By Bill Harshbarger, CSC Cybersecurity
Recent research announced by Venafi has found that 74 percent of the Global 2000 organizations surveyed have not remediated the Heartbleed OpenSSL vulnerability CVE-2014-0160 on their external facing systems in the year since it was first disclosed.
While this is a claimed improvement from the initial 97 percent of external servers in the Global 2000, it is still a shockingly high number at first glance, considering what Heartbleed can divulge: namely anything in the memory buffer, randomly, 64kb at a time. This is more than enough for passwords, private keys, PII, PHI, etc.
As reliable exploits were almost immediately released, security expert Bruce Schneier described the impact of Heartbleed, saying, “‘Catastrophic’ is the right word. On the scale of 1 to 10, this is an 11.”
An organization may have several reasons why it may or may not choose to prioritize a remediation, or miss vulnerable systems, but these decisions or omissions ultimately come down to a few factors, including risk, compensating technologies (perhaps firewalls or IPS are seen as an effective solution?) or an organization’s (in)ability to inventory systems. Additionally Heartbleed can affect a much wider swath of services than just Web and cloud services.
Regarding risk, Internet-facing Web servers with vulnerable OpenSSL are undoubtedly a primary focus for Heartbleed remediation; however, OpenSSL can be applied to many more services than just http. Mail, for instance, also can use OpenSSL for secure transport functionality and therefore could be vulnerable.
Attackers and defenders alike heavily scrutinize Internet-facing systems, which makes the 74 percent number that much more shocking.
At this point, if an organization has not remediated Heartbleed, it can assume that massive amounts of data have leaked from its system.
Internally, the risk is somewhat lower, however insider attacks are prevalent and less frequently detected as organizations often prioritize defenses at network borders and not at their cores.
Security technologies, such as IPS and firewalls, may also claim to effectively defend against Heartbleed, but the question often becomes: Is the firewall or IPS itself vulnerable to Heartbleed?
Devices such as VPN endpoints, load balancers, Web application firewalls, application delivery controllers, proxies or other various devices and appliances regularly contain vulnerabilities. Additionally, some mobile devices are vulnerable based on reports that Android 4.1.1 contained OpenSSL 1.0.1c with Heartbeats enabled.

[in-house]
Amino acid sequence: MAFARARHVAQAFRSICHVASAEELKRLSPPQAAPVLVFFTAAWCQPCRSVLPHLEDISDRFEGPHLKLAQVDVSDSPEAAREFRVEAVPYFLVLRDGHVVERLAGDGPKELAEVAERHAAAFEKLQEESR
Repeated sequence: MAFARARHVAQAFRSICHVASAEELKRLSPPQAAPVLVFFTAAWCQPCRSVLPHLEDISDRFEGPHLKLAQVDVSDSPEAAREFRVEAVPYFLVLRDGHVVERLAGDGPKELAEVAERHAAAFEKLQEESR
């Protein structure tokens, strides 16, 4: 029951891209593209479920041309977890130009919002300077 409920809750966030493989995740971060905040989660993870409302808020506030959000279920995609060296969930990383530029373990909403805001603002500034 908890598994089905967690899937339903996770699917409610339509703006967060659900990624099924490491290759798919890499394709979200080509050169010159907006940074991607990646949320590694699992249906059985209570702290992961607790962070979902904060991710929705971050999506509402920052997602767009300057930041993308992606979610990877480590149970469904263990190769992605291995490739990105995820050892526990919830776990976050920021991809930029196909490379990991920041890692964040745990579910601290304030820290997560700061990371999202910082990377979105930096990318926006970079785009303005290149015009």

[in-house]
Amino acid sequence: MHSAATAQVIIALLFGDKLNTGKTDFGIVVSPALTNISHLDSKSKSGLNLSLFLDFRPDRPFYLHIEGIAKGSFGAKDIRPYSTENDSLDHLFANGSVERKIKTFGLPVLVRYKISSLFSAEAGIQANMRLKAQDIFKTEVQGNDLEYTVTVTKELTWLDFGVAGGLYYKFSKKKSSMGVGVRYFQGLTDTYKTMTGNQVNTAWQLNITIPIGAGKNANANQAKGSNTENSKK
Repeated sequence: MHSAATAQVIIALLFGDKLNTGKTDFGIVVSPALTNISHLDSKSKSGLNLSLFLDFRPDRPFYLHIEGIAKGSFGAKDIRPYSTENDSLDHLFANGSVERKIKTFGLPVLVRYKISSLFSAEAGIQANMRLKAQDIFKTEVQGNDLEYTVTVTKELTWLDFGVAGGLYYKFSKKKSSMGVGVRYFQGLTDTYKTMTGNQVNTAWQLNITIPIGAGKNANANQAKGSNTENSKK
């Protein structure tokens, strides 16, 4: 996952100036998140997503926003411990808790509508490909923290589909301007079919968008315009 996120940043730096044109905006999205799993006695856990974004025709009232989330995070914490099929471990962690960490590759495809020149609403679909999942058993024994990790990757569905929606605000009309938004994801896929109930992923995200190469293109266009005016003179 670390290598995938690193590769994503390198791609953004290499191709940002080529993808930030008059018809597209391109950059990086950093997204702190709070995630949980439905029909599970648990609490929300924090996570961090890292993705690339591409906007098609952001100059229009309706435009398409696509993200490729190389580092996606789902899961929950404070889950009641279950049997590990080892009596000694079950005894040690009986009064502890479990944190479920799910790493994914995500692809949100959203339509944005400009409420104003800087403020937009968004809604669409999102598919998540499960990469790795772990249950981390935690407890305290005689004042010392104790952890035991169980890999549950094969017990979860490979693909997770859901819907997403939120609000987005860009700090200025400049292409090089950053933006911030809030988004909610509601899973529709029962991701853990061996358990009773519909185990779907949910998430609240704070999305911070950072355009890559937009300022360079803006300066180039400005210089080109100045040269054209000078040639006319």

Unfortunately, organizations frequently give these devices less priority since an administrator may have to wait on a vendor to release a remediation with instructions.
Another specific challenge with fixing the vulnerabilities Heartbleed has created is the necessity of re-issuing certificates, public/private key pairs, and forcing users of these services to reset their passwords. Organizations should consider that each of these components have been compromised at this point.
Examples like this illustrates that Heartbleed remediation isn’t a simple patch-and-fix solution, but a component in a complex interdependency that affects far more than just a single service listening on a port.
Additionally, many organizations see cryptographic services as a sort of fire-and-forget operation, meaning that once it’s in place, it does not need to be monitored.
Speaking as a penetration tester, it is very common to still see FREAK, CRIME and POODLE attacks and the cryptographic flaws that have made RC4 and SSL 2 and 3 obsolete still on production systems, although less commonly on Internet-facing systems. Encryption technologies are far from something that can be set up and forgotten about.
Maintaining the lock icon in the browser is easy — ensuring it’s working correctly is a much more demanding task.
Finally, establishing a baseline of software and hardware inventory can significantly challenge organizations. However, they have to build solid inventories. If an administrator can’t learn of a new vulnerability and immediately cross-reference that service with all the known systems in the organization, then omissions will occur.
Ask your local IT person how many times they have discovered an ancient system running in some dusty corner. They realize what a problem inventory control is and its effect on being able to patch and remediate.
Organizations should implement processes that can help remediate Heartbleed, but also position the IT departments to be able to better respond to future vulnerabilities. To identify and remediate Heartbleed from their systems, organizations can take the following steps:
- Implement hardware/software inventory
- Once inventoried, enumerate the numerous versions of OpenSSL that may or may not be affected, along with other dependencies such as enabling the Heartbeat extension, which 1.0.1 enabled by default
- Alternately employ a vulnerability assessment to perform a targeted Heartbleed network enumeration scan
- Once vulnerabilities are identified, apply appropriate patches or pressure vendors to release applicable patches
- Apply post-patch remediation, including reissuing certificates, re-generating public/private key pairs, and having users reset passwords.
Bill Harshbarger, a CSC Cybersecurity Computer and Network Security senior penetration tester, performs penetration testing and vulnerability assessments across a spectrum of technologies.